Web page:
STEM Summer Academy students explore career pathways, build networksby on Aug 4, 2017
The first STEM Summer Academy cohort of students immersed in a three-week discovery of academic and career possibilities, expert speakers and math review.
The Academy is one of several components in the five-year, $4.7 million STEM III grant Gavilan College was awarded in 2016. Adding to the Math Lab, students now have a STEM Center and a dedicated STEM counselor with a specialized focus on STEM and connections with four-year institutions.
"STEM is a huge umbrella of possible careers," said Marla Dresch, STEM III Activities Director and Gavilan math instructor. "Forensics, medicine, engineering, architecture, energy, genetic therapies, cybersecurity, computer science." And so much more.
Students in STEM receive academic support, discover employment opportunities on campus, participate in summer internships studying at four-year schools, enroll in accelerated math classes combining two semesters of math into one, and participate in the Summer Academy, learning from talented speakers about their work experiences in STEM careers.
Speakers at the STEM Summer Academy included
• Dr. Guna Selvaduray, with SJSU biomedical, chemical and materials engineering department
• Dr. Karen Singmaster, SJSU chemistry professor and department chair
• Dr. Steve Valencia, retired pediatrician
• Dr. John Perez, a dentist with a practice in Gilroy
• David Buick, currently with Google who worked on solar space panels at NASA
• Alex Stoykov, Gavilan College computer science instructor
• A student panel that included Tiani Louis, Gavilan and SJSU grad starting her Ph.D. studies
STEM Summer Academy students showed their fun loving side when they returned to
campus this week. (L-R) Mackenzie Jardine, Melissa Balcita, Owen Calvetti, Victoria Zuniga,
Alexis Serafio, Justin Garza, Jay Mann, Venecia Prudencio, Sarah Vessey, Maria Santos.
Returning to campus, students met up to share their experiences. This first group drew from current STEM students, TRiO students and high school students entering Gavilan College this fall. Their stories reflect the diversity of STEM pathways possible.
Alexis Serafio, a Sobrato High School graduate, has attended Gavilan for one year. He learned about the STEM program while taking Math 240, where instructor Ken Wagman encouraged him to take higher level math. Attending the Summer Academy, he was so impressed with Dr. Selvaduray's presentation he changed his major from Spanish to architectural engineering. Serafio realized he did not use resources at his high school effectively, but now draws on advice from his Puente mentor and STEM counselor. He sees his STEM network of instructors and students, along with the Career/Transfer Center (CTC) and TRiO, helping his transfer opportunities to the UC system.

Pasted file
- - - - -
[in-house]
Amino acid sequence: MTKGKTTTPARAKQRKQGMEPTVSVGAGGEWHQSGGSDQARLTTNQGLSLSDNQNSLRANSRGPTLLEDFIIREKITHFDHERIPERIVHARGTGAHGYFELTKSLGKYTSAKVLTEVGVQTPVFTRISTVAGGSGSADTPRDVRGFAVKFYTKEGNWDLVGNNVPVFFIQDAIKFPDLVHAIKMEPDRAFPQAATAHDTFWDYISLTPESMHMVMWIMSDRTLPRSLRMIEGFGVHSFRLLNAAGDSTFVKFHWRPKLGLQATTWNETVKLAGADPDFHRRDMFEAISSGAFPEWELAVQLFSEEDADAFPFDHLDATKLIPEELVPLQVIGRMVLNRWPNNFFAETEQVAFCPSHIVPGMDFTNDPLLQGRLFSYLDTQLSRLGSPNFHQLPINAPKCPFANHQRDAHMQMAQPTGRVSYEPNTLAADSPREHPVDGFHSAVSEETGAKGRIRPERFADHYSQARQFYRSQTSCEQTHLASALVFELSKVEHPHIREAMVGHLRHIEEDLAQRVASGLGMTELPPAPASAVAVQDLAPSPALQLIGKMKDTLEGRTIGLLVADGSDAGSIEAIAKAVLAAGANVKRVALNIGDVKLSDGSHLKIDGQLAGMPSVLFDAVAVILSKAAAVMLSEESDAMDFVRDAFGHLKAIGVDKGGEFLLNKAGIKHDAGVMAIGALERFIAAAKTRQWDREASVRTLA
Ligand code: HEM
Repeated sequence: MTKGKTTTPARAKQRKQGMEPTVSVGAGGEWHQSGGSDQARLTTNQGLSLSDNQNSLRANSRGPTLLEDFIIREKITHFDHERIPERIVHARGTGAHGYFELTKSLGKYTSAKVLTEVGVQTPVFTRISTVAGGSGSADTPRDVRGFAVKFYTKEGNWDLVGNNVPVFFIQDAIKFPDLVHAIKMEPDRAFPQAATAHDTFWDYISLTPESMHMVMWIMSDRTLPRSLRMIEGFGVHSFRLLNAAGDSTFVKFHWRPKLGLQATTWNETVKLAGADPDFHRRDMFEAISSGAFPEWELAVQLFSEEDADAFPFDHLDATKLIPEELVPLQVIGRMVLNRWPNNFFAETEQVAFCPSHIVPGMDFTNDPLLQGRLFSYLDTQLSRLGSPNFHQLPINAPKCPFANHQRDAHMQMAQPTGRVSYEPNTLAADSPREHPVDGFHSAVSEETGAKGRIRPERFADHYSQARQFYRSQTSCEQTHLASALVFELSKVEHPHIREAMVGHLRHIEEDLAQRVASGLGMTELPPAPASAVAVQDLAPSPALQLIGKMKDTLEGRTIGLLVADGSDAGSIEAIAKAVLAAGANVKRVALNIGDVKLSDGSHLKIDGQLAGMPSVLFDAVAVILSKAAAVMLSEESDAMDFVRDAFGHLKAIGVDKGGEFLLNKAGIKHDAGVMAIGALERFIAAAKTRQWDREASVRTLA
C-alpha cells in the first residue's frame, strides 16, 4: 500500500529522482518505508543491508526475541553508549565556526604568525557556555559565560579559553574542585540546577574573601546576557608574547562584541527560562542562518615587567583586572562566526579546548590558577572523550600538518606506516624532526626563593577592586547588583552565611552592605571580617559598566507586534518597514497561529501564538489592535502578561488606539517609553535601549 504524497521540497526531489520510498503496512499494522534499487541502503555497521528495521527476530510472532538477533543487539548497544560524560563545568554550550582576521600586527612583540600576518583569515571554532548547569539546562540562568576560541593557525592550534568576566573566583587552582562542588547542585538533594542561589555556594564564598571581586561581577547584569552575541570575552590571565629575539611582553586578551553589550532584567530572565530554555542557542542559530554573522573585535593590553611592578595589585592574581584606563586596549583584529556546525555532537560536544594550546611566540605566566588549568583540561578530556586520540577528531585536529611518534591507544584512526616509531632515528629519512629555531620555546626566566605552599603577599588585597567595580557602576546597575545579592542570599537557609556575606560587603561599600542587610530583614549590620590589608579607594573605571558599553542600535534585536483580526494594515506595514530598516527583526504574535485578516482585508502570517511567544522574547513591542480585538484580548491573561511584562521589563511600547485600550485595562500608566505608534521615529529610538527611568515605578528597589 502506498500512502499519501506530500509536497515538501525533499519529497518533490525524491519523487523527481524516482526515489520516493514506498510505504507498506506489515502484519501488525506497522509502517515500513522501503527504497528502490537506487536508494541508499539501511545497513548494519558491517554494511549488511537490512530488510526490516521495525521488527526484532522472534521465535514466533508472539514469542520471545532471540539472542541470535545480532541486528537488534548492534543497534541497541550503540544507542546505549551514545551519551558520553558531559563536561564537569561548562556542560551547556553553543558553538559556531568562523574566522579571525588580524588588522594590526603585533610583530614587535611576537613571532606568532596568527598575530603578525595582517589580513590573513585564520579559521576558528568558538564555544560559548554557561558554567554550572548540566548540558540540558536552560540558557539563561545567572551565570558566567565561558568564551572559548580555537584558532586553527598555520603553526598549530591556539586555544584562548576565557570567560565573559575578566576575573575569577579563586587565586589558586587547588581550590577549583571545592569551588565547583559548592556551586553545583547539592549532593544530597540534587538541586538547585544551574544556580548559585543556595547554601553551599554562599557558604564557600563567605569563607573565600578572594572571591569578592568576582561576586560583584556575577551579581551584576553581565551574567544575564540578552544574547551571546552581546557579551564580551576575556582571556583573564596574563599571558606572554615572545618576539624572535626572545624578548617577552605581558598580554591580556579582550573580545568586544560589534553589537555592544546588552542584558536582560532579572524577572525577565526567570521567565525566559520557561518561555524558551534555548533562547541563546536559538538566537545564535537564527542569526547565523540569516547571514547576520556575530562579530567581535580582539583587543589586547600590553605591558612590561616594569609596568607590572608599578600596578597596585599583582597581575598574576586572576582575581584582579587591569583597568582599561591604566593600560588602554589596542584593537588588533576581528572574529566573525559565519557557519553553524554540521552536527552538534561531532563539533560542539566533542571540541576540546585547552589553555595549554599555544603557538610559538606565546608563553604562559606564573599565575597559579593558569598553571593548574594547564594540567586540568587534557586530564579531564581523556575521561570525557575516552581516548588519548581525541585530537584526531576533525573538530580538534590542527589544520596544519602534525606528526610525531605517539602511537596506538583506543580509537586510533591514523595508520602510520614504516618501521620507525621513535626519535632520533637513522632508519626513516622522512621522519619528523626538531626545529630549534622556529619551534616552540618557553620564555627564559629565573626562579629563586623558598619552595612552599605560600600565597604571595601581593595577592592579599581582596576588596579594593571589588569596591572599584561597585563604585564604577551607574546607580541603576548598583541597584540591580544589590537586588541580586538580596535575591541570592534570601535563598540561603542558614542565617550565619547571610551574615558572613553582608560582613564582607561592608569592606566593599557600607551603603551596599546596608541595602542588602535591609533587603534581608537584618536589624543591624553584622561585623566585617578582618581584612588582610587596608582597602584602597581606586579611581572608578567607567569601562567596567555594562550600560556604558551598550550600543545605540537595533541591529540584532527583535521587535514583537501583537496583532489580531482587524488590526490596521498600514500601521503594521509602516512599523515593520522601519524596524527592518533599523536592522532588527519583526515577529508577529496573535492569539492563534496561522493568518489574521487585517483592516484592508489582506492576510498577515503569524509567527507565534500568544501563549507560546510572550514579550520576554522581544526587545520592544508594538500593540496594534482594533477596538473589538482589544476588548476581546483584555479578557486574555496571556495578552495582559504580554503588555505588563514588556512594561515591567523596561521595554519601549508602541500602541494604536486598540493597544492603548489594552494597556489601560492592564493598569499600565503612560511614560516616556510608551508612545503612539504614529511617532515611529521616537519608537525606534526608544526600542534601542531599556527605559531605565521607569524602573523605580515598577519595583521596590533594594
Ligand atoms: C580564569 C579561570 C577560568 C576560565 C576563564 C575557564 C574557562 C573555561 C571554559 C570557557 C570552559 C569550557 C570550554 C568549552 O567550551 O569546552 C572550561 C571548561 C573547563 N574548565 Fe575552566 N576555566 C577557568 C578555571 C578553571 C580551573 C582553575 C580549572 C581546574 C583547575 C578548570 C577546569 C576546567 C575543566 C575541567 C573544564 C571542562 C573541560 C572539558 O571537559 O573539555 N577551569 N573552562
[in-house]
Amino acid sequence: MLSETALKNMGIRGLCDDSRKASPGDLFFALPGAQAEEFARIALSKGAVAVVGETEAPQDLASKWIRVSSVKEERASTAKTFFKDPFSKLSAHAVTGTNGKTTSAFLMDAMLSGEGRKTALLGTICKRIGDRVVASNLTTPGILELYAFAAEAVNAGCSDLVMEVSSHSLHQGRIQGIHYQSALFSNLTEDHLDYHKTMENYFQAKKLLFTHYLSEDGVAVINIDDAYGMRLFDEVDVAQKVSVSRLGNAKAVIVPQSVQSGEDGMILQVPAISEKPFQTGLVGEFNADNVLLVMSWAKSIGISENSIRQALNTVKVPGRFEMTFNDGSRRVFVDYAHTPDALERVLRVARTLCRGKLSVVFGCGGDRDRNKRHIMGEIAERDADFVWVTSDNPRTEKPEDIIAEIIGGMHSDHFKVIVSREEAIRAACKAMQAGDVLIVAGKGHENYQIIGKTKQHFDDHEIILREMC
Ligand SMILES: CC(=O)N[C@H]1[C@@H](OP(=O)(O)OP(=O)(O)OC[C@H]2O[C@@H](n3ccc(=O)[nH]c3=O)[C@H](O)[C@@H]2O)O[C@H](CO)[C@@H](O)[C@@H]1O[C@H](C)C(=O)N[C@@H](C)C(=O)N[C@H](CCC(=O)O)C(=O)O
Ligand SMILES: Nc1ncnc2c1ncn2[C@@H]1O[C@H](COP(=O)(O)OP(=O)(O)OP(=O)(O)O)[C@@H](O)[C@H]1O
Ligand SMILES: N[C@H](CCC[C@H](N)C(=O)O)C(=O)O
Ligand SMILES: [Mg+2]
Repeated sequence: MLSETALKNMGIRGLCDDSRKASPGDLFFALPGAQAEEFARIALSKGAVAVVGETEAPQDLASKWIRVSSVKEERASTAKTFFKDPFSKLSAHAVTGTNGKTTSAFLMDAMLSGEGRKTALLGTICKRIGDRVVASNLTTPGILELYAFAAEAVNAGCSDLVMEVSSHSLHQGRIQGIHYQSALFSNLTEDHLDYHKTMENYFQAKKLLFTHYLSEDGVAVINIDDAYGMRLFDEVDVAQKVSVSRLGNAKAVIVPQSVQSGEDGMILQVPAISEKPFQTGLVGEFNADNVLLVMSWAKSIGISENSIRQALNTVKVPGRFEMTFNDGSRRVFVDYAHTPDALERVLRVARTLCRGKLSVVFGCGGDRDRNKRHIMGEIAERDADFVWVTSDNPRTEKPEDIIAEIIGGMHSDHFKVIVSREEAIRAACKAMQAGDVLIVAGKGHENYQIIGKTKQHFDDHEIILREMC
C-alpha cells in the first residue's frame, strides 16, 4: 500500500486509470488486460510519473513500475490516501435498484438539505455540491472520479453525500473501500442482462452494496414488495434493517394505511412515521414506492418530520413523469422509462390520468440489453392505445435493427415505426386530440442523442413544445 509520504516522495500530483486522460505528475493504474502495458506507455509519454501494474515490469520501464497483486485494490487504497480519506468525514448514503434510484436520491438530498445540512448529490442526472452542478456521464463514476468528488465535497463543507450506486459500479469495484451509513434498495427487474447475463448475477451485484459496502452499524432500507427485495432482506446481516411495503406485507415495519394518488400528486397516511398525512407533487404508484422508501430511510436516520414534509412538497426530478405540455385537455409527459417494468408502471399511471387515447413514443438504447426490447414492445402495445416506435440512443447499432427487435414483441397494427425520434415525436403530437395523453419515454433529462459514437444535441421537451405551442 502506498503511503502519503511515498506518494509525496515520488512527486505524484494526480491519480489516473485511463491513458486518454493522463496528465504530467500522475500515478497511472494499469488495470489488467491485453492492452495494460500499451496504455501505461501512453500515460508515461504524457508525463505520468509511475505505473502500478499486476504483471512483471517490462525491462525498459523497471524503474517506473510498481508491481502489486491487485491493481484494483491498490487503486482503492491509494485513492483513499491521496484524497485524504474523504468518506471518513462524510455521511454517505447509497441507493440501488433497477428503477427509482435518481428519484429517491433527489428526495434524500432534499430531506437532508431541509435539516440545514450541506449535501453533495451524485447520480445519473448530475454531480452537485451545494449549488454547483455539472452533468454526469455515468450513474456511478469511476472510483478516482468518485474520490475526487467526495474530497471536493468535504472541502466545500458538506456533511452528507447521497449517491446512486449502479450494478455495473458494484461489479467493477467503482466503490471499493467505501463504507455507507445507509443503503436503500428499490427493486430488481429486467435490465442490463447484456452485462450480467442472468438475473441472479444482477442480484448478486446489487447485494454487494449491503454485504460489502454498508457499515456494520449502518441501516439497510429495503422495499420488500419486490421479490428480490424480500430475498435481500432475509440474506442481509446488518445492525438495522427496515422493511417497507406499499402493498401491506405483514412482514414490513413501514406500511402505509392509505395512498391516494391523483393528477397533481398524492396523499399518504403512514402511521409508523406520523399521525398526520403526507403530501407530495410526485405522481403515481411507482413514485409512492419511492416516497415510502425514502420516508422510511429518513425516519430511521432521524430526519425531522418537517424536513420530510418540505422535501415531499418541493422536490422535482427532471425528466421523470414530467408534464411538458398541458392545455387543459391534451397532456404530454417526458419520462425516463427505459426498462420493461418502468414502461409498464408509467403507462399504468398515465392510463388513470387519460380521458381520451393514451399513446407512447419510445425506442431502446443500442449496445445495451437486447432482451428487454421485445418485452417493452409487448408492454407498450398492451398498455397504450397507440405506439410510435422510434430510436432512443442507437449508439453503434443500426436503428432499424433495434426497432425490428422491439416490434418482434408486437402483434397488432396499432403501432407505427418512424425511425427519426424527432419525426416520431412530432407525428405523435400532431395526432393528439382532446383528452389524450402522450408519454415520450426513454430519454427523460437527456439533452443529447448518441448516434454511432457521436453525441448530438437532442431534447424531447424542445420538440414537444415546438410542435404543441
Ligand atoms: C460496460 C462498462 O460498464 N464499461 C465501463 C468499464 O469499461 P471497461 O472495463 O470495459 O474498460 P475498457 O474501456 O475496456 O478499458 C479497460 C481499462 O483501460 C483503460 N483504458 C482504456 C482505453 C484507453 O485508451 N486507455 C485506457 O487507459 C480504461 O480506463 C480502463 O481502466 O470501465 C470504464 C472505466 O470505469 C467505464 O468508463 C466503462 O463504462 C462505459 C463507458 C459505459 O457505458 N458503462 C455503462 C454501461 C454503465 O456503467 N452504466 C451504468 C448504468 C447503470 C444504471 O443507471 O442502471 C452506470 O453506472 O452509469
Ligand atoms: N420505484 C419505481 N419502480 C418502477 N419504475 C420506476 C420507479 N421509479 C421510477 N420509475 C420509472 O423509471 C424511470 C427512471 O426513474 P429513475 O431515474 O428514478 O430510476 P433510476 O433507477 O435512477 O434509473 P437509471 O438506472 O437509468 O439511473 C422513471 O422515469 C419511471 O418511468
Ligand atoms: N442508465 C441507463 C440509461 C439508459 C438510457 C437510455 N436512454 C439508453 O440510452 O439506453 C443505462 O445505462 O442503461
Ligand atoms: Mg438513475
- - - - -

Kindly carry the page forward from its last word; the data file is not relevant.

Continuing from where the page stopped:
Victoria Zuniga, an anthropology major, learned about the Academy in math lab but didn't think of herself as a STEM student. A math tutor gave her an application and encouraged her to apply. After hearing Dr. Valencia describe the expectations in medical school and residency, she discovered she could be a non-traditional pre-med major. Her ed plan, a self-described "big mess" before, is now clear because of the STEM guidance. She will complete all her major prep at Gavilan, then transfer to UC Davis to take exactly two years of upper division classes. "You don't have to be the smartest, the work ethic is a huge part of achieving your goals," she said.
Mikaela Rojas, a radiology major, has attended Gavilan for more than two years. At the STEM Academy she met people on the same path and learned about how to get recommendations. Dr. Valencia was a key motivator for her as well, and she now wants to be an MD radiologist. After panicking about how long it would take to achieve her goals, STEM counselors put her at ease. Take it step by step, stay on track, develop good communications with instructors. "I have used CTC, and I knew that transfer would come up really fast," she said. Her first transfer choice is CSU Dominguez Hills, which she described as an excellent school for radiology.